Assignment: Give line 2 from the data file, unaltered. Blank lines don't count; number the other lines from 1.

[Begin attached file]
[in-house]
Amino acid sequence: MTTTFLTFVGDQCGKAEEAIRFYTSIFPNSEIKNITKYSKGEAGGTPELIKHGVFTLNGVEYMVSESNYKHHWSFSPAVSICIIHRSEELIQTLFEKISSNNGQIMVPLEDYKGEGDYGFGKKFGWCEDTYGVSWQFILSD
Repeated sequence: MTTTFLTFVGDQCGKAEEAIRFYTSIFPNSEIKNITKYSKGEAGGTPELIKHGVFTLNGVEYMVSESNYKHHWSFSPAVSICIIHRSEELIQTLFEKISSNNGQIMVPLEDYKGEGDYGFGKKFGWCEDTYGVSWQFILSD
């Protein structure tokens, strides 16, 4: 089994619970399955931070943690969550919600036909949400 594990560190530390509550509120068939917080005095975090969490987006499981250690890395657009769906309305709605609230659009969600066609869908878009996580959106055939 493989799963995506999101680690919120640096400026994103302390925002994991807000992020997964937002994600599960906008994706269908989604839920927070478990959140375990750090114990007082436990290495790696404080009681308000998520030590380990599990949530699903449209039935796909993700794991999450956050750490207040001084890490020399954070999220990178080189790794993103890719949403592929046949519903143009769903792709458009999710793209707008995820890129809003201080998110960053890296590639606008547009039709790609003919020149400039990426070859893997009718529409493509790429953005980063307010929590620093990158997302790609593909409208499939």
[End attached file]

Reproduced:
Amino acid sequence: MTTTFLTFVGDQCGKAEEAIRFYTSIFPNSEIKNITKYSKGEAGGTPELIKHGVFTLNGVEYMVSESNYKHHWSFSPAVSICIIHRSEELIQTLFEKISSNNGQIMVPLEDYKGEGDYGFGKKFGWCEDTYGVSWQFILSD